The low low gearing won't do a thing but make you go slower. You'll get up, all right, but you could walk faster.

  11. #11
    Rides again HiYoSilver's Avatar
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    We still don't know how far you can ride up the hill in your current condition.

    If get near the top, you can gain extra power by either standing and pedaling or leaning forward in the saddle. [ short people slide back ]. If you have a cyclometer with cadence, your most effective RPM is about 70. You can mash it down to about 50 and with those gears doubt if you're spinning.
    Hi 'o Silver away

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    [QUOTE=bernmart]I returned to committed cycling about two months ago. I bought a Specialized Sequoia Elite w/ all the usual clothes and accessories. Got the riding position dialed in. Gearing is 52/42/30 in front, 12/27 in back. As to the "motor", I'm 6'2", 200 lbs., 66. I never ride less than three times a week, more if work permits. Average week is about 5-7 hours of riding.

    congrats on your return to the fold and the new specialized. 2 mos is a real short time to get into shape. You might look into strength building and lower back exercises off the bike.
    look at it this way - you've got the rest of your life (till 120 y) to conquer that hill, take it one stroke at a time.
    most of all enjoy.

  13. #13
    Senior Member Terex's Avatar
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    Completely disregard the techno-weenie gearhead talk for now and give yourself some more time. You are doing exactly the right thing in your training, but you won't turn into Marco Pantani overnight (I mean, like, when he was alive, and really good at hills - but I digress...). It will take you AT LEAST six months and probably longer to mould your body into a sufficient engine for the hills. Try to make one of your workouts a shorter repeat session on a hill, or part of a hill, that you can go up and down a few times, withs rests in between to get your heartrate back down.

    As you are working on conditioning, work on your diet - 200 lbs at 6'2" is probably 10-15 heavier than you want to be for the hills.

    Also, try to work-in some core strength development. Also a few squat-type exercises and stairmasters may help, but don't hurt yourself. I hear Yogalates is big in SoCal (OC joke).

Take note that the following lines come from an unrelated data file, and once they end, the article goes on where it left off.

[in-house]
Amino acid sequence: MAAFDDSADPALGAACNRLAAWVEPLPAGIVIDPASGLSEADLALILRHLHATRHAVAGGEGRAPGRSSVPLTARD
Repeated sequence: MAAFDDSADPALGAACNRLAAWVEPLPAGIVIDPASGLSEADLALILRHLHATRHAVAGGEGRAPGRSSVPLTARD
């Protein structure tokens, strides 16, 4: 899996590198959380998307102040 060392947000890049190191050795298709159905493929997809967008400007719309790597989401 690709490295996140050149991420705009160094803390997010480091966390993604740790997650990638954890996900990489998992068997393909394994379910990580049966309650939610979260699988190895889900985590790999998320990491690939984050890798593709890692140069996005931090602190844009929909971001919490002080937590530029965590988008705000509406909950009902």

What shoe/pedal system are you using? If you're using a "comfortable" clipless shoe, with say, spd pedals, you'l feel good walking around the coffee shop, but your climbing will suffer. I switched to Shimano top of the line carbon soled shoes with spd-sl pedals and my climbing and overall efficiency improved tremendously.

    Again, give yourself some time, allow yourself to recover after strenuous workouts, and stay on task. It's a process. I ride with a guy who is 80 and he's still going strong.

    All of our rides in western NJ are hilly, so I get hill work whether I want it or not. Enjoy the day.

  14. #14
    Rides again HiYoSilver's Avatar
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    Quote Originally Posted by Terex
    Completely disregard the techno-weenie gearhead talk for now and give yourself some more time. You are doing exactly the right thing in your training, It will take you AT LEAST six months and probably longer to mould your body into a sufficient engine for the hills. .... Enjoy the day.
    As a thrower of techno-weenie gearhead talk, Terex is right on. Gears can only do so much. It takes time. 6 months is a short time in terms of conditioning. Why not play with the hill? Last month I made it to point X. This month I made it to point X + 1 foot. It's lot more fun on hills if you play with them rather that always just fighting them.
    Hi 'o Silver away

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    Quote Originally Posted by HiYoSilver
    As a thrower of techno-weenie gearhead talk, Terex is right on. Gears can only do so much. It takes time. 6 months is a short time in terms of conditioning. Why not play with the hill? Last month I made it to point X. This month I made it to point X + 1 foot. It's lot more fun on hills if you play with them rather that always just fighting them.
    Now we're on the right track!

    Wish I had a pill for all of us who want rapid fitness, but I don't know of any. Oops, I think I just hijacked this thread.
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    Senior Member bernmart's Avatar
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    Quote Originally Posted by DnvrFox
    Now we're on the right track!

    Wish I had a pill for all of us who want rapid fitness, but I don't know of any. Oops, I think I just hijacked this thread.
    Hijack away; I'm enjoying and learning from all the replies--gear-oriented, fitness-oriented, or a combination of both. Just remember that my beginning question was what to do next and how to improve, not a request for a magic formula for instant fitness.
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  17. #17
    Time for a change. stapfam's Avatar
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    Quote Originally Posted by HiYoSilver
    Whoa nellie. There is no such thing as a free lunch, especially in gearing.